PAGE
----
A fake Facebook account was created to spread false announcements of a candidate withdrawing from the election in the Naogaon-5 constituency. The fabricated card circulated in the name of independent candidate Dewan Sekar Ahmed Shishan indicated his withdrawal from the election and urged voters to support the Boat (symbol of the Awami League) candidate. A fact-check report highlighted multiple such posts on social media. The candidate, on his official page, denounced it as a propaganda tactic.

Similar complaints were raised by independent candidate Beauty Begum of the Bogura-2 seat, a victim of deepfake video. She claimed that a fake Facebook account had been opened in her name, initiating a false campaign about withdrawal of her candidature.

false claim of withdrawal of candidature was posted in the name of independent candidate Abdus Salam of the Chattagram-8 constituency through a fake photo card. Photocards from the mainstream media outlet DBC News were manipulated to spread this misinformation.

Narratives: Good vote, Bad vote

On the night before and the day of the election, two conflicting trends of disinformation emerged on social media. One faction asserted that the election was fair, showcasing images of long voter queues at polling centers; another group initiated claims of widespread rigging and irregularities during the elections.

The prevalent use of old videos and pictures to propagate these false claims was observed. For instance, a Facebook post on the eve of the polls alleged that election-related violence had erupted in Dhaka, using an old video that was at least a month and a half old.

Similarly, on the morning of polling day, an online portal shared a picture stating “long queues of voters even on a winter morning,” falsely claiming it to be from the 12th National Parliamentary Elections. In reality, the image was from the local government elections held in 2021. At least three news portals featured long queues of voters in the January 7 election using old photos.

Numerous videos depicting fraud or irregularities circulated on social media during polling day. While some of these videos were reported as accurate or genuine by various media outlets (12), several old videos (1234) showcasing election irregularities were circulated on social media, falsely claimed to be from the current election.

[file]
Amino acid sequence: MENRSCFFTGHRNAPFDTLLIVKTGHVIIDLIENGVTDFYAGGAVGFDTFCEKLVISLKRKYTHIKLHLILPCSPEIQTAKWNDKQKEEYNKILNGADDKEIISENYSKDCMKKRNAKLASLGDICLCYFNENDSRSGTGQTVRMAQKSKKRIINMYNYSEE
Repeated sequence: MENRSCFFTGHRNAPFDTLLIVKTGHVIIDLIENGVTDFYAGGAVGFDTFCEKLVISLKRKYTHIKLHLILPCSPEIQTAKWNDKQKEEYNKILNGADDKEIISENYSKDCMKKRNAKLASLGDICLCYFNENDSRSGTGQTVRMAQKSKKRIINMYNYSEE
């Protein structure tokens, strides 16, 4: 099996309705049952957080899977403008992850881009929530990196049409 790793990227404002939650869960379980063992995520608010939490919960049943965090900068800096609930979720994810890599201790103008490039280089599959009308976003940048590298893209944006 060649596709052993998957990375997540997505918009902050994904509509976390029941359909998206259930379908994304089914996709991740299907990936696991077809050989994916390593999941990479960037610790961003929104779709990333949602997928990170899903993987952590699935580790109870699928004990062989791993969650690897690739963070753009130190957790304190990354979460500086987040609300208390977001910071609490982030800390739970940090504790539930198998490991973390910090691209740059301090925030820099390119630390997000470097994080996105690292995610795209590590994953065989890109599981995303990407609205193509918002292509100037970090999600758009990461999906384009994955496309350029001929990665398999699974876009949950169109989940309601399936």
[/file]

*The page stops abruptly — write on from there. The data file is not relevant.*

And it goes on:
False quotes praising and criticizing the vote

Two opposite false statements about the United States on Bangladesh’s national election.

Numerous false quotes have circulated about prominent individuals, including policymakers from international organizations, embassies, journalists, and even educators, in connection with the recent election. Three fake quotes attributed to the European UnionUS President Joe Biden, and US Ambassador to Bangladesh Peter Haas were disseminated, claiming they praised the smooth conduct of the National Parliamentary elections. Three major Bangladeshi media outlets, The Daily Star, Dainik Kalbela, and Prothom Alo, fell victim to this, as their photocards were fabricated to spread these fake quotes.

On the other hand, false statements involving the United Nations and the United States were also propagated, asserting their rejection of the election and a call for a re-election.

Similarly, a Bangladeshi talk show personality Professor Salimullah Khan was falsely quoted as saying, “Violence in elections is a very normal phenomenon. Instead of crying for two dead people, unite for the sake of fair elections.” He later clarified that he did not make any such statement.

Another false quote circulated in the name of Bangladeshi journalist and head of Deutsche Welle’s Bangla division, Khaled Muhiuddin, purportedly saying, “For 70 wickets [deaths], 40% is the achievement [of which] 38% is fake, 2% is cast; this is their achievement in the last 15 years…! I am ashamed as a journalist.” However, he denied making any such statement afterward.

Globally, there is widespread concern about the detrimental impact of political disinformation spread online during elections. With elections scheduled in 64 countries in 2024, where nearly half of the world’s population is expected to exercise their right to vote, a global survey by UNESCO in September 2023 revealed that 85 percent of people are anxious about the effects of online misinformation.